Lawmaker Calls for New U.S. Maritime Strategy with Pacific Focus

July 30, 2021 4:33 PM
USS Theodore Roosevelt (CVN-71) transits the Pacific Ocean on Dec. 18, 2020. US Navy Photo

To counter threats from China, a top U.S. lawmaker Friday called on the U.S. Navy to develop a new maritime strategy that would rebalance how it deploys and strategically scattered persistent deterrent force in an arc throughout the Indo-Pacific region.

Two decades of focus on the Middle East has strained U.S. naval forces and worn out its fleet of carriers, said U.S. Rep Elaine Luria (D-Va.), a retired Navy surface warfare officer and vice chair of the House Armed Services Committee.

Luria used the recent example of the aircraft carrier USS Ronald Reagan (CVN-76), which is forward deployed to Japan, being sent to the Middle East to support the U.S. withdrawal of forces from Afghanistan.

“What we’re seeing today is not a persistent deterrent, because if our deterrent in the Pacific is the carrier strike group and its other ships, but they leave to go to a different area of the world in order to respond to a different crisis, then that leaves a gap for a period of time,” Luria said. Her comments came during an online Center for Strategic and International Studies panel focused on the South China Sea.

Luria’s proposed strategy was published by the Center for International Maritime Security earlier this month. It also outlines approaches for a maneuver force, as well as deterrent forces to respond to emerging threats in the Arctic. 

Presence in the South China Sea has become increasingly urgent for the U.S. and its allies. China has fortified artificial reefs in the Spratly Islands, which are also claimed by Vietnam and the Philippines. It has also increased its aggressive tactics against Taiwan, which it has promised to reunite with its mainland. In recent months, the Philippine Coast Guard accused China of deploying a fleet of Maritime Militia vessels to the Whitsun Reef in a show of aggression as well. 

Maintaining a persistent presence in the South China Sea and increasing interoperability with allies would not only show a unified force to confront the Chinese, but also develop the sort of familiarity with merchant and fishing vessels necessary to prevent “gray-zone” miscalculations, she said.

Rep. Elaine Luria (D-Va.) posing for a photo in front of USS Vicksburg (CG-69) on a April 8, 2021, visit to a BAE Systems shipyard. via Twitter

“It’s very important to understand those patterns, because if you don’t understand the patterns and the frequency by which they happen and how those interactions will happen with other vessels in the area—not necessarily military vessels—then you don’t understand when it changes,” Luria said.

Friday’s panel came amid news that Philippine President Rodriqo Duterte restored the Visiting Forces Agreement between that country and the U.S. following a visit to Manila by Defense Secretary Lloyd Austin, III., who is traveling the region this week to bolster U.S. alliances. Duterte had previously backed out of the pact, which allows combat exercises with the Philippines and the U.S., as he sought to rebuild ties with China, USNI News reported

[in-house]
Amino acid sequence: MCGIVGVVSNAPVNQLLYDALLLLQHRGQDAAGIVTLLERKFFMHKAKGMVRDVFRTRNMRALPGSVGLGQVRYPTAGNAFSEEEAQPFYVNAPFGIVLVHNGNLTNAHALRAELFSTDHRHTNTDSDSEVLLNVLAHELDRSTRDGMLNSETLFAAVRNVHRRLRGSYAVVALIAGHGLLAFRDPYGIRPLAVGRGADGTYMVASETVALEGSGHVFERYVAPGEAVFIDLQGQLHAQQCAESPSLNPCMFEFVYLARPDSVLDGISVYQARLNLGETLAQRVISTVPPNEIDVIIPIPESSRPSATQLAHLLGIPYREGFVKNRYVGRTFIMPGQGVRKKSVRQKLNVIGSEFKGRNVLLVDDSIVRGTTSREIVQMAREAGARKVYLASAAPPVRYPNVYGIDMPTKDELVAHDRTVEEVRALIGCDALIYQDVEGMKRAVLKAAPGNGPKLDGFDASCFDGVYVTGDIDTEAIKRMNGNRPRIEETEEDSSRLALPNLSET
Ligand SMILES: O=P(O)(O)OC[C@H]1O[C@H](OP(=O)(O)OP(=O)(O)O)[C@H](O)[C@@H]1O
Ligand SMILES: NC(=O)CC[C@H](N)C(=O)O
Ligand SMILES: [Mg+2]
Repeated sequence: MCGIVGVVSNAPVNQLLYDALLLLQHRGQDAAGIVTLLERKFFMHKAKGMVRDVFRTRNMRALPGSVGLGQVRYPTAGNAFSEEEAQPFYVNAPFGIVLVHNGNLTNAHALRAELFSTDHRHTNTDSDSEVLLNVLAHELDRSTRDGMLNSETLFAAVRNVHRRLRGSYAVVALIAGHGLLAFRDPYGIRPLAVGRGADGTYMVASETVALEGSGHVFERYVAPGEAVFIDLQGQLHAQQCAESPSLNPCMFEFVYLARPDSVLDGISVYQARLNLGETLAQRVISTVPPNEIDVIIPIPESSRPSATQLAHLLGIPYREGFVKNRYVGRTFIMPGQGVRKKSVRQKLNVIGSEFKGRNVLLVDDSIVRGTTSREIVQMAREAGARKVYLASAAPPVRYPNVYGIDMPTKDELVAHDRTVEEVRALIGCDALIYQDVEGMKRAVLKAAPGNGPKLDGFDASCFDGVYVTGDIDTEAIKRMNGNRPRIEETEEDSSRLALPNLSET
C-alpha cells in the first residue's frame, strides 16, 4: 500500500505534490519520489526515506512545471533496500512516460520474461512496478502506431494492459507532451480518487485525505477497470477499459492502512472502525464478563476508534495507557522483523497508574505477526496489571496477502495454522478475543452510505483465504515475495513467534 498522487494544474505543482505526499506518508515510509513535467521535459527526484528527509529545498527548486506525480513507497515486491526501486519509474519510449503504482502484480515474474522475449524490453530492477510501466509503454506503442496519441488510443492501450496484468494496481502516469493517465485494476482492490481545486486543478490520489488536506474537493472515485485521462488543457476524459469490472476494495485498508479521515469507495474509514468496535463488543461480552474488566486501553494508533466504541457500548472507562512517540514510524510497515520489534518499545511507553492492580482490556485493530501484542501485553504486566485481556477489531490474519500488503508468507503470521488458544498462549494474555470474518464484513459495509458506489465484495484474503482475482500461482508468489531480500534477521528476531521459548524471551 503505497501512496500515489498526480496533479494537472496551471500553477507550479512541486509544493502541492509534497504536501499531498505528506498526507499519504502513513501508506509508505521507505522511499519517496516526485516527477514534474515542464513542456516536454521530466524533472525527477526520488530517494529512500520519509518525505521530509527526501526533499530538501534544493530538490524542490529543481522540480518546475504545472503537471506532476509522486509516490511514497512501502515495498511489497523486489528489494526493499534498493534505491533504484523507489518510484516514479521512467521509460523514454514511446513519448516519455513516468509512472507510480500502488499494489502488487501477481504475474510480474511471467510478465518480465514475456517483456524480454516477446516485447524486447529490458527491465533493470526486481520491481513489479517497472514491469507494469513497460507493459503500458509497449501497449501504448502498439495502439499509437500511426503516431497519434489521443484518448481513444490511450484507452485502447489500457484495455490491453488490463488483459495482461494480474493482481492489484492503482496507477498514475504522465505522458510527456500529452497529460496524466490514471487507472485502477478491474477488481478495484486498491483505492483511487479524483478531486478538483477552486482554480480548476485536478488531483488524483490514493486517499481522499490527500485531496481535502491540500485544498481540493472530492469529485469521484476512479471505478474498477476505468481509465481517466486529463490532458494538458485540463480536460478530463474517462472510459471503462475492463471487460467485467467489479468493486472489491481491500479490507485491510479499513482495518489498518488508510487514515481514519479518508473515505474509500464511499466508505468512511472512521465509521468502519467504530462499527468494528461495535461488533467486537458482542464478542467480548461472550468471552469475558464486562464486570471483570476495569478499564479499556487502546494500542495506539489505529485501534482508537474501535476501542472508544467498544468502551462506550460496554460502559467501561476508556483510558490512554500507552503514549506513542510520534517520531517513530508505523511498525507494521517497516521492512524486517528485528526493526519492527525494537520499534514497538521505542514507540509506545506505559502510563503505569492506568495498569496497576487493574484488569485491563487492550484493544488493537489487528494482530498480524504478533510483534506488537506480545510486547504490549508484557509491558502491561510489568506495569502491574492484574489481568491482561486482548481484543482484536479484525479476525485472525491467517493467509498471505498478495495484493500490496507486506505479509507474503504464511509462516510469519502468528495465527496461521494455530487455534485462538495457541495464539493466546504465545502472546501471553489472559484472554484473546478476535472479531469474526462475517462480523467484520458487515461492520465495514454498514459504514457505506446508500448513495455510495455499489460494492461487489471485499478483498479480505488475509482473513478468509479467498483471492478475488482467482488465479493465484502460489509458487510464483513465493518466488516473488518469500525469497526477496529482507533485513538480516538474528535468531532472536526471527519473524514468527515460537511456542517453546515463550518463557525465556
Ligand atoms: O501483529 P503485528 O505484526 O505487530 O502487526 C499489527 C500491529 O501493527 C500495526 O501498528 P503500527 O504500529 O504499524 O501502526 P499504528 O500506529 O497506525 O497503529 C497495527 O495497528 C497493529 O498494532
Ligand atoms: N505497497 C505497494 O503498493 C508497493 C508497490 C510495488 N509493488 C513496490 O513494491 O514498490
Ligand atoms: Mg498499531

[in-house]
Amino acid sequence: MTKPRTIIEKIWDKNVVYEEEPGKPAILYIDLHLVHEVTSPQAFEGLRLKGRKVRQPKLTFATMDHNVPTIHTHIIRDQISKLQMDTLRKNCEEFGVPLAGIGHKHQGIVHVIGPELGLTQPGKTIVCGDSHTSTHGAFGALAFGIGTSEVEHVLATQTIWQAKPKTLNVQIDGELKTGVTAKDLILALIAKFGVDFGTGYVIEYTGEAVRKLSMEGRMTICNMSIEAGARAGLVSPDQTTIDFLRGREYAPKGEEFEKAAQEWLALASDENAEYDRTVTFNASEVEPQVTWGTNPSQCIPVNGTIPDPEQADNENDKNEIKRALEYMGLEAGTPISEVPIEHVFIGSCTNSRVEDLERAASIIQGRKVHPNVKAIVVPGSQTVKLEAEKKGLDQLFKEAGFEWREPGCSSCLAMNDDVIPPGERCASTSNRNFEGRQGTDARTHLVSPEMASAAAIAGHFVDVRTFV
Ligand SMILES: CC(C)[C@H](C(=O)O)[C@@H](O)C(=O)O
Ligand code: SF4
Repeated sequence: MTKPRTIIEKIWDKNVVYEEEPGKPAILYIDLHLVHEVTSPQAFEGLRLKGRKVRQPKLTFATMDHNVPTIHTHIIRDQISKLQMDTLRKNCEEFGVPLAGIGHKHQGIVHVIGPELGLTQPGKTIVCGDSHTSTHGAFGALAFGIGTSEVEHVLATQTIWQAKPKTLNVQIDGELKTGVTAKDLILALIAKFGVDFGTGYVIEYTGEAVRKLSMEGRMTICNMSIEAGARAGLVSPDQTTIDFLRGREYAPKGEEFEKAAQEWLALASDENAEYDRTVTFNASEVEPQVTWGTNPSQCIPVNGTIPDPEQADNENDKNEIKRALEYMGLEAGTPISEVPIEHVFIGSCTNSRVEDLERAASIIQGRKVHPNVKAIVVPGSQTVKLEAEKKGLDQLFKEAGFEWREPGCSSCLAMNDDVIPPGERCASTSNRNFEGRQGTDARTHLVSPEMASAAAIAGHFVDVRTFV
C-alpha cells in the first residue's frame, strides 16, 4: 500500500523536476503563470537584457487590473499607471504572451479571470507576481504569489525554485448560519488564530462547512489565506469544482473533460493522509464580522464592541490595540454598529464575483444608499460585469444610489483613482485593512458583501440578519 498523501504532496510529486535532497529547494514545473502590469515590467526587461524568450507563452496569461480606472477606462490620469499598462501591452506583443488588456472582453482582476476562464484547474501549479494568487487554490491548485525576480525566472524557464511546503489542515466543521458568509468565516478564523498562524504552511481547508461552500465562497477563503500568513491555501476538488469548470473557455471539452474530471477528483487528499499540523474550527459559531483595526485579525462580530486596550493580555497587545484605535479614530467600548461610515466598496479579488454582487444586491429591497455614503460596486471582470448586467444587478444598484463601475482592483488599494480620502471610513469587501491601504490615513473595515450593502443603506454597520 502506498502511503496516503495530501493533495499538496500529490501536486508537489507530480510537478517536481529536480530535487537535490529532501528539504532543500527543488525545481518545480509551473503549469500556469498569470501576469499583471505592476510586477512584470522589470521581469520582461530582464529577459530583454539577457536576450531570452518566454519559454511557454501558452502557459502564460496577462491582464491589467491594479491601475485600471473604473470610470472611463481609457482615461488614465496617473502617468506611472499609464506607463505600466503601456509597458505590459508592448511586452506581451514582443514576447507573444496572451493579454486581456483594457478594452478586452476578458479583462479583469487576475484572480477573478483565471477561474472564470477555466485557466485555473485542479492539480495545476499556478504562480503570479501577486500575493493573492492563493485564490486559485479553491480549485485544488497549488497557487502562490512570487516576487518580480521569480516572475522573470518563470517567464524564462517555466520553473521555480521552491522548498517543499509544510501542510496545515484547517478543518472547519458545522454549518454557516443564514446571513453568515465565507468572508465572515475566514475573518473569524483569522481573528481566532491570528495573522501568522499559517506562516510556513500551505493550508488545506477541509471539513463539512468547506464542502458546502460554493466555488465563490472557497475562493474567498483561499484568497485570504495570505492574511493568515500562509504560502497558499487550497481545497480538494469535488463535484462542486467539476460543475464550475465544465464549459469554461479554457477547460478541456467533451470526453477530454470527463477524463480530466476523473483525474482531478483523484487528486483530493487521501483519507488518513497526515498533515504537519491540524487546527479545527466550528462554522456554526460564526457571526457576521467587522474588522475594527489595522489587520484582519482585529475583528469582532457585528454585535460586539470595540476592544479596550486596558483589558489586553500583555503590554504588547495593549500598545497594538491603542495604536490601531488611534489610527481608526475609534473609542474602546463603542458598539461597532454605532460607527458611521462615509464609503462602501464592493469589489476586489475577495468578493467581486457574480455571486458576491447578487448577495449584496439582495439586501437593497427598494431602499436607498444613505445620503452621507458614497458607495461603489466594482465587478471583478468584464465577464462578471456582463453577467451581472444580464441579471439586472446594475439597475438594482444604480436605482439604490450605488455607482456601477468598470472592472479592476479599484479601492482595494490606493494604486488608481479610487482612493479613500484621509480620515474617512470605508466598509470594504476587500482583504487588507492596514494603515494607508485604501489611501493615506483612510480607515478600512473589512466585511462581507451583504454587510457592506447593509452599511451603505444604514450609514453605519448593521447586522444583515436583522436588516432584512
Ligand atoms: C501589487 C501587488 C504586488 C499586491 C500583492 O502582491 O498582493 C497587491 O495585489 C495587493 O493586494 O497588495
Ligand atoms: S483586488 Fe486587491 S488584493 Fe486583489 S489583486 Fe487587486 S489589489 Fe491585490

Austin said in a press conference Friday during his visit to Manila that the VFA provides “certainty for us going forward, where we can do long-range planning, and do different types of exercises and incorporate more capability.”

“It’s a very welcome decision, and we look forward to continuing to partner with our great partners here in the Philippines,” Austin said.

Luria referred to the Whitsun Reef incident as an example of China’s continuous efforts “to test the United States, test our allies … and how we will support each other.” She called Friday’s announcement “a strong testament to the fact that the other countries which are being threatened by these actions from China actually want to stand with the U.S. and our allies collectively.”

Luria continued her criticism Friday of the Biden administration’s proposed defense budget, saying that it fails to adequately counter China, even as top U.S. military officials continue to call the country a No. 1 threat and priority. Chief of Naval Operations Adm. Mike Gilday has argued for divesting more than a dozen vessels to invest in newer technologies at a time when budgets remain austere.

“I don’t feel that there is a direct correlation between saying China is our number one priority, and the priorities we’ve actually made in the proposed budget and that we’re working through this year,” she said. “So, I feel that there’s a say-do gap between the two of those things.”

The seven guided-missile cruisers that fall into the divestment proposal represent a third of the Navy’s cruiser fleet, Luria said. While those cruisers are reaching the end of their service life and need upgrades, Luria said few of the Navy’s ships that have been decommissioned in the last decade would be able to be brought back to the fleet rapidly if needed. Two decades of focus on a ground war in the Middle East has come at a cost to shipbuilding and developing weapons systems while China has built out capacities that will require the U.S. to modify and adapt its tactics.

The U.S. Navy’s fleet totals about 297 vessels while the Chinese has grown to about 360 with plans to grow to 425 by the end of the decade, Luria added.

“I think there’s a lot of work to do, both Navy and Air Force, as far as having the right platforms, the right number of these platforms to deal with the growing size of the Chinese fleet,” Luria said.

Courtney Mabeus

Courtney Mabeus

Courtney Mabeus has worked as a journalist for more than 15 years. She has most recently been on staff at Navy Times and The Virginian-Pilot, and her work has appeared in The New York Times, The Washington Post and Foreign Policy, among others.

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